From ride shares to collaborative startups, new companies are focusing on taking greedy, self-interested requests and turning them into a new way of sharing and profitability. One of the most recent companies to join the cloud is Airbnb. This startup was founded to solve the problem surrounding travelers. This sample essay answers those questions about lodging and price.
Airbnb is comparable to Lyft and Uber. The company looks for hosts to share lodging with travelers and then leases those homes on its website. While this may seem to be a cheaper method for vacation travel and lodging, there are critics who say the new system may bring new dangers to the tourism industry. Others think it is a true symbol of capitalism.
Impact on business: A look at cloud businesses
Airbnb is not the first company to look to the clouds. Since Google, Adobe, and Microsoft started offering cloud services (i.e. internet hosted servers designed to store company and individual information), the term has become a fad. Now we store anything from photos to business documents using online, secure systems. But it is not storage and cloud systems that have made the largest impact. Internet-based businesses grew rapidly within the past several years.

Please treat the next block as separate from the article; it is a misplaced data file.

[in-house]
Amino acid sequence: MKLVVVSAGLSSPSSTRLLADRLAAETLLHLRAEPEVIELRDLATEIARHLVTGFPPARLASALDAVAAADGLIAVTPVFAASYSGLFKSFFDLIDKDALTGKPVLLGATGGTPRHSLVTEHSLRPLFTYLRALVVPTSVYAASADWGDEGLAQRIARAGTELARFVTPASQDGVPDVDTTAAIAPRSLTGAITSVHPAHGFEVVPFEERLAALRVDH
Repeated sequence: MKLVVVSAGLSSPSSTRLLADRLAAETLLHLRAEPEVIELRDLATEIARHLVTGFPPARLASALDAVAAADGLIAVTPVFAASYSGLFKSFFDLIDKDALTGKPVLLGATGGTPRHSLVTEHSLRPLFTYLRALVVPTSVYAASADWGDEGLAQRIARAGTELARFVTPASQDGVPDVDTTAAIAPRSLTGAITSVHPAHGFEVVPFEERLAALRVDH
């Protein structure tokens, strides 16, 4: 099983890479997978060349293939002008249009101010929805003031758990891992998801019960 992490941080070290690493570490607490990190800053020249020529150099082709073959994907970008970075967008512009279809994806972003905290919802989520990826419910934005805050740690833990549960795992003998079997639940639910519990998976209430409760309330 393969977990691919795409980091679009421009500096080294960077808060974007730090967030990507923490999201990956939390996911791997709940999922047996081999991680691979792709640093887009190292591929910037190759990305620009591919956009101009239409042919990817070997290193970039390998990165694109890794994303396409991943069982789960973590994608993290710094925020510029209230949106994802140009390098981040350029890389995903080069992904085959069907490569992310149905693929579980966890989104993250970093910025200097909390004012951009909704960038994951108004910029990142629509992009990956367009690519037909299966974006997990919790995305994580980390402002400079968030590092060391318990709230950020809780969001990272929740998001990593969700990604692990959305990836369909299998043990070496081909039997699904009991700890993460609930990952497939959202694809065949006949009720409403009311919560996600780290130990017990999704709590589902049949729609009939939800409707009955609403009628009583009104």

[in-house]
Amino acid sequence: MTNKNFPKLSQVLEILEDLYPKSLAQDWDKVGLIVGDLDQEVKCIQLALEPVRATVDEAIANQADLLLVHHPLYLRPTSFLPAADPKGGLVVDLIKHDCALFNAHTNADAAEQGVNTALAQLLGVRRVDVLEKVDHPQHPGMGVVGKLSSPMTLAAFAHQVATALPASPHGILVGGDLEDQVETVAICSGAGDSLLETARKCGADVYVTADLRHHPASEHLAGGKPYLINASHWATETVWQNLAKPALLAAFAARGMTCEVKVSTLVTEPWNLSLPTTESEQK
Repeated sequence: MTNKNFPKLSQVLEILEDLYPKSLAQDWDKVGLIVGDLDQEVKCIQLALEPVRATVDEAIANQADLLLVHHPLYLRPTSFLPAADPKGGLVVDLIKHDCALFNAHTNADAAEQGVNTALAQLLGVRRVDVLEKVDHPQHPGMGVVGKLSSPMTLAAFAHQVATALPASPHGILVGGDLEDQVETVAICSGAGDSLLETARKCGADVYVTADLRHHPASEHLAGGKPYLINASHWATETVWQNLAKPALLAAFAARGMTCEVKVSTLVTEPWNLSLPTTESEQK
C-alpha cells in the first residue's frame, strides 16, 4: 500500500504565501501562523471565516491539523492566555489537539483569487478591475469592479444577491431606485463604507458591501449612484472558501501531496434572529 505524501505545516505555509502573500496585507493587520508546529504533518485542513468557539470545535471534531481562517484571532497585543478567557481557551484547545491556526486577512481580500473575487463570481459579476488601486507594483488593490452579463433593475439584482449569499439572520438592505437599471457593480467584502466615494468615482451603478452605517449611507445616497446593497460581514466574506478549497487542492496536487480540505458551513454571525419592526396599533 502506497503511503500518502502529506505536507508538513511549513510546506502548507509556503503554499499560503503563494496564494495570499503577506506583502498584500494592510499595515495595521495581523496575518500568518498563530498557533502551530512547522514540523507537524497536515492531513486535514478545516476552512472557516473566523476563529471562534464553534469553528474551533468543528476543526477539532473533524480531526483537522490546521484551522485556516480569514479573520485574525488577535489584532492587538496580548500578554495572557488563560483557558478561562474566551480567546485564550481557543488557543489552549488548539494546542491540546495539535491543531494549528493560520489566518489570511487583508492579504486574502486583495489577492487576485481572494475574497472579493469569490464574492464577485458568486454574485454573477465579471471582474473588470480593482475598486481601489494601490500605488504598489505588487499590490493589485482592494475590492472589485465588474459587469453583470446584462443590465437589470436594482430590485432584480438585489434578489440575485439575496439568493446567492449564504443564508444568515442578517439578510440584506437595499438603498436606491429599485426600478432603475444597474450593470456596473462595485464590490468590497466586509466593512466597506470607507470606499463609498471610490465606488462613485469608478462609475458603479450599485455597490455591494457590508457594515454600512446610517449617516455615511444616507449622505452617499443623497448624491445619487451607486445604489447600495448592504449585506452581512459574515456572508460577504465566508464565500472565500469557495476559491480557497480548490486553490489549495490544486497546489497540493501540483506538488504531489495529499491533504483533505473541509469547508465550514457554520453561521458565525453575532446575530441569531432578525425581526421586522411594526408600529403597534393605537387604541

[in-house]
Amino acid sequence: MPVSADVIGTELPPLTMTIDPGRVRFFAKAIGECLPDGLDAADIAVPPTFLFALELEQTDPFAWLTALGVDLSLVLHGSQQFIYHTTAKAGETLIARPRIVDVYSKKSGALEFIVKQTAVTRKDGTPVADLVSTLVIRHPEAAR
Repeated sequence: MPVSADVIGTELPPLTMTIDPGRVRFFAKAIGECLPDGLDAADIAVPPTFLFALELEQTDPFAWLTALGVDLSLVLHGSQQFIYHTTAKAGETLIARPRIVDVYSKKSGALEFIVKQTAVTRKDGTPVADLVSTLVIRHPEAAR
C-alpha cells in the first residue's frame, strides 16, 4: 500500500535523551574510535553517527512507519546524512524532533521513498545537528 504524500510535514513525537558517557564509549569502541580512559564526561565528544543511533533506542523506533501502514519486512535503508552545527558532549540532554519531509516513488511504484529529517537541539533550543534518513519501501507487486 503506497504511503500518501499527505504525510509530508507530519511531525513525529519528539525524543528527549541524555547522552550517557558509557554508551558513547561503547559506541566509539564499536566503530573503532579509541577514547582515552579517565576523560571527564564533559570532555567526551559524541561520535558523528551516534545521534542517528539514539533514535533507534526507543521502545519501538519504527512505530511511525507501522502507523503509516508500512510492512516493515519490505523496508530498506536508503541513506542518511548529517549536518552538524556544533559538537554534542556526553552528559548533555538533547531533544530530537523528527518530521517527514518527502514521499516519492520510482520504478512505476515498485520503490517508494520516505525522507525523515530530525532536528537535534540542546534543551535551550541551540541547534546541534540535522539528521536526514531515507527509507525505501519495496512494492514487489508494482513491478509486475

Freelancer.com, an online business that connects freelancers from all industries with potential clients, listed more than 2.5 million users in 2009. Within four years, Freelancer.com grew those numbers to more than ten million users. Wotif, an online hotel booking site, reported a little over $406 million capitalization rate and market shares worth $2 each in 2006. Six years down the road, the company’s shares are now worth double and has a capitalization rate of $978 million. Other companies with similar success stories include: Uber, Lyft, Booking.com, Priceline, Twitter, Facebook, and Google (Tay, “Here Are the Growth Rates of Internet Companies When They Go Public”).